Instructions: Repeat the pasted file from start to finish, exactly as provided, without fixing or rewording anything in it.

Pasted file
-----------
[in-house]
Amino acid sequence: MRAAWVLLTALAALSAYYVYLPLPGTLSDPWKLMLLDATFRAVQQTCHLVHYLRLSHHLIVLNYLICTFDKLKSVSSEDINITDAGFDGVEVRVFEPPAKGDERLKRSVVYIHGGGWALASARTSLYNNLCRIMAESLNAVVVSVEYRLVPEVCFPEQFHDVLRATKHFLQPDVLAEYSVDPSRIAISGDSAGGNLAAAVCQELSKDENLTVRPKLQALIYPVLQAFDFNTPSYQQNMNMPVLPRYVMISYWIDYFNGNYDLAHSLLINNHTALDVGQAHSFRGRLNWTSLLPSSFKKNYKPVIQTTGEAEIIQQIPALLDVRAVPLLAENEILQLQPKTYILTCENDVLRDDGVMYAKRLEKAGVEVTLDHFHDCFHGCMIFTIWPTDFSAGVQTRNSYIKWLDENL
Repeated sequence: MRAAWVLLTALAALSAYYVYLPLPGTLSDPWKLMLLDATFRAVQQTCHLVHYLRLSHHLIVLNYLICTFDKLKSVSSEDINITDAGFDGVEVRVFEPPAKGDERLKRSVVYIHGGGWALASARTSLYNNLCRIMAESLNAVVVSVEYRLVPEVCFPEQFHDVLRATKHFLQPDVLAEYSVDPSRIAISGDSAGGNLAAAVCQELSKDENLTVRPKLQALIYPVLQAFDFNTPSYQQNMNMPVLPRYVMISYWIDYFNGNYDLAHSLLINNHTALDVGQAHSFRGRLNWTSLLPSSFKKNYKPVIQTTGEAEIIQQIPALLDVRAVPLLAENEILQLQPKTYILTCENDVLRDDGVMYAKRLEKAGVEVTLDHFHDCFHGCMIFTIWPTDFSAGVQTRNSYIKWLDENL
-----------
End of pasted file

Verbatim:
[in-house]
Amino acid sequence: MRAAWVLLTALAALSAYYVYLPLPGTLSDPWKLMLLDATFRAVQQTCHLVHYLRLSHHLIVLNYLICTFDKLKSVSSEDINITDAGFDGVEVRVFEPPAKGDERLKRSVVYIHGGGWALASARTSLYNNLCRIMAESLNAVVVSVEYRLVPEVCFPEQFHDVLRATKHFLQPDVLAEYSVDPSRIAISGDSAGGNLAAAVCQELSKDENLTVRPKLQALIYPVLQAFDFNTPSYQQNMNMPVLPRYVMISYWIDYFNGNYDLAHSLLINNHTALDVGQAHSFRGRLNWTSLLPSSFKKNYKPVIQTTGEAEIIQQIPALLDVRAVPLLAENEILQLQPKTYILTCENDVLRDDGVMYAKRLEKAGVEVTLDHFHDCFHGCMIFTIWPTDFSAGVQTRNSYIKWLDENL
Repeated sequence: MRAAWVLLTALAALSAYYVYLPLPGTLSDPWKLMLLDATFRAVQQTCHLVHYLRLSHHLIVLNYLICTFDKLKSVSSEDINITDAGFDGVEVRVFEPPAKGDERLKRSVVYIHGGGWALASARTSLYNNLCRIMAESLNAVVVSVEYRLVPEVCFPEQFHDVLRATKHFLQPDVLAEYSVDPSRIAISGDSAGGNLAAAVCQELSKDENLTVRPKLQALIYPVLQAFDFNTPSYQQNMNMPVLPRYVMISYWIDYFNGNYDLAHSLLINNHTALDVGQAHSFRGRLNWTSLLPSSFKKNYKPVIQTTGEAEIIQQIPALLDVRAVPLLAENEILQLQPKTYILTCENDVLRDDGVMYAKRLEKAGVEVTLDHFHDCFHGCMIFTIWPTDFSAGVQTRNSYIKWLDENL